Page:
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Images of Eden biography
IMAGES OF EDEN is a progressive metal band originating from the Baltimore,Md/York,PA region of the USA.The band was formed in 1998 when founder and vocalist Gordon Tittsworth left his previous band OUT OF NOWHERE.

After dealing with unmotivated musicians Tittsworth decided it was time to bring his particular musical vision to life without it being diluted or compromised.In 1999 Tittsworth entered the studio and recorded the first IMAGES OF EDEN album,which was later titled "Chapter I",with himself playing all instruments(with the exception of an unnamed session drummer) and singing all the vocals.Tittsworth then used the final product to select musicians for the IMAGES OF EDEN line-up.

In 2001 "Chapter I' was finished and Tittsworth selected his initial IMAGES OF EDEN line-up with Dennis Mullin (guitar), Chris Brush (bass), Maurice Carroll (keyboards) and John Swanson (drums).After a bit of fine tuning the line-up was eventually pared down to a three piece;Gordon Tittsworth (vocals,bass,keyboards),Dennis Mullin (guitar),and Bobby Minter (drums).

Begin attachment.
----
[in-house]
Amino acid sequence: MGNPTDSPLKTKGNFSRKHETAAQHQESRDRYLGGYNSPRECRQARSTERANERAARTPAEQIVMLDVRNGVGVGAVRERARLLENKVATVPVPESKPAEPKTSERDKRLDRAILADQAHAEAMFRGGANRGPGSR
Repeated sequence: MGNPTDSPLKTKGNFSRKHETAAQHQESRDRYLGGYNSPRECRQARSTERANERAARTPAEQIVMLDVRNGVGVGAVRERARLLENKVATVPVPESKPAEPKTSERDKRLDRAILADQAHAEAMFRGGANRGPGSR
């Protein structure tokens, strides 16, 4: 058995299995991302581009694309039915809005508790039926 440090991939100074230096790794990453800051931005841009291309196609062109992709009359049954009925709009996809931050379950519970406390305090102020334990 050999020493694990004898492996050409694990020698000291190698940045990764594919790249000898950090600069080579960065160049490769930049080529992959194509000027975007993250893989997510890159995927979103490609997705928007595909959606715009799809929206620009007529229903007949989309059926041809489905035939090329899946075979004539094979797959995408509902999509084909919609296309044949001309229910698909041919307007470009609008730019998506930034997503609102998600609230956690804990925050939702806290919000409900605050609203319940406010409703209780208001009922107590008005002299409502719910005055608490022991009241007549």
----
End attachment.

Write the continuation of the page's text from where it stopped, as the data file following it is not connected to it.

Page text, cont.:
The line-up underwent some more shuffles,with drummer Bobby Minter being replaced with Matt Kaiser and bassist Brian Gulin being added.For the next few years IMAGES OF EDEN gigged around the mid-Atlantic region,gaining some regional notoriety and building a fanbase.

Bassist Gulin left IMAGES OF EDEN right before recording began on their second album.Two years and two record labels later "Sunlight of the Spirit" the eagerly awaited follow-up to "Chapter I" was released on Nightmare Records in 2006.In the same year bassist Bryan Weirman joined the band and over the next year the band toured while Tittsworth wrote the material for the third album,which is due for a 2008 release.

IMAGES OF EDEN is a very unique project in that each album is a chapter of a story, portraying an ongoing journey through life,told in a very positive/uplifting way,with each release picking up where the previous one has left off.The band has been compared to and are influenced by such bands as QUEENSRYCHE,FATES WARNING and DREAM THEATER and are highly recommended to all progressive metal fans.